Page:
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Throughout the 1980s, most of the problems swirling about American youth could be safely attributed to three factors: heavy metal, marijuana and Dungeons & Dragons. Videogames were on the radar, but more as a symptom than a cause, and game developers, their efforts tightly constrained by technological limitations, went about their business largely ignored by the mainstream. But in 1992, everything changed.

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A self-described Christian conservative and Republican, Thompson's beginnings were innocuous enough. Born in 1951, he grew up in Cleveland, Ohio, attended Denison University, went to law school at Vanderbilt University where he met his wife, then moved to Florida in 1976. He joined the Key Biscayne Presbyterian Church where he became a born-again Christian, got involved in local politics, and if that was the end of the story he'd be well on his way to a very normal, moderately successful and otherwise wholly unremarkable life.

Alas, it was not to be.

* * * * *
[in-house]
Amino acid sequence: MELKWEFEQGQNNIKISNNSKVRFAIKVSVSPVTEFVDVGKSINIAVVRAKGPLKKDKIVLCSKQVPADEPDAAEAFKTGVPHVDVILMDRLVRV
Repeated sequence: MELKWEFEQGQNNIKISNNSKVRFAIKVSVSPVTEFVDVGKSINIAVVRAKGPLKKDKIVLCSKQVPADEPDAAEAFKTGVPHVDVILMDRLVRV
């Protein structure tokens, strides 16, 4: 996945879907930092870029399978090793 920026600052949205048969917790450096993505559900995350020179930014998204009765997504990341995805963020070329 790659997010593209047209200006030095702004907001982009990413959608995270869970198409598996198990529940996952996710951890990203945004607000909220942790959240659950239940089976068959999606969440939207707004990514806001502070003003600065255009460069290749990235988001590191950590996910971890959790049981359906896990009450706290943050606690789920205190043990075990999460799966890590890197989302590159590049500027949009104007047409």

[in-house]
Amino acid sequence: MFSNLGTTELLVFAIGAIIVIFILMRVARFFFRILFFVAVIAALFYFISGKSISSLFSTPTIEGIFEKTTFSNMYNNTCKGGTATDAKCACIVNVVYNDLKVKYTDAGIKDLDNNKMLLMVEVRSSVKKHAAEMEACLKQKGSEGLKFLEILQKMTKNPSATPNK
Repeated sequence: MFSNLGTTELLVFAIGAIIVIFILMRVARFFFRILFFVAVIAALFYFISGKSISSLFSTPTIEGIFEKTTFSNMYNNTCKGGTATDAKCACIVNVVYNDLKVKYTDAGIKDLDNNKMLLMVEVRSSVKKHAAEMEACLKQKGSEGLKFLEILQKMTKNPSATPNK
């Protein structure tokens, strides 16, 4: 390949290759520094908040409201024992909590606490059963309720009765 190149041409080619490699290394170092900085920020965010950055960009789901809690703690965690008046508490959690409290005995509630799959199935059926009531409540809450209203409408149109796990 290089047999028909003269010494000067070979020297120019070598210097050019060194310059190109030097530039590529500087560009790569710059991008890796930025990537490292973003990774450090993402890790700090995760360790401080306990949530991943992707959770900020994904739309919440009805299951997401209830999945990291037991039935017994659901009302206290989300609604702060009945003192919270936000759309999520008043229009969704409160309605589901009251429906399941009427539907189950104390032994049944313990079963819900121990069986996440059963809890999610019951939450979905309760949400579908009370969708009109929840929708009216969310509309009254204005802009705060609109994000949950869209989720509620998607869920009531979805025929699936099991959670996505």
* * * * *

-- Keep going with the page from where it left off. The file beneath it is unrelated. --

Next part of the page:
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It's been a long time coming. Envelopes have been pushed and boundaries have been challenged. Technology has given us the ability not only to depict levels of violence that were unimaginable a decade ago, but to actually flail our arms about in a spastic mimicry of the act; meanwhile, the public sees increasing levels of violence among the young in schools and homes and cries out for something to be done. The biggest surprise is probably that it took this long for it to happen, but nonetheless, the Entertainment Software Rating Board's decision to slap an Adults Only (AO) rating on Rockstar's soon-to-be-released killfest Manhunt 2 has created almost as big a splash as the game itself is expected to.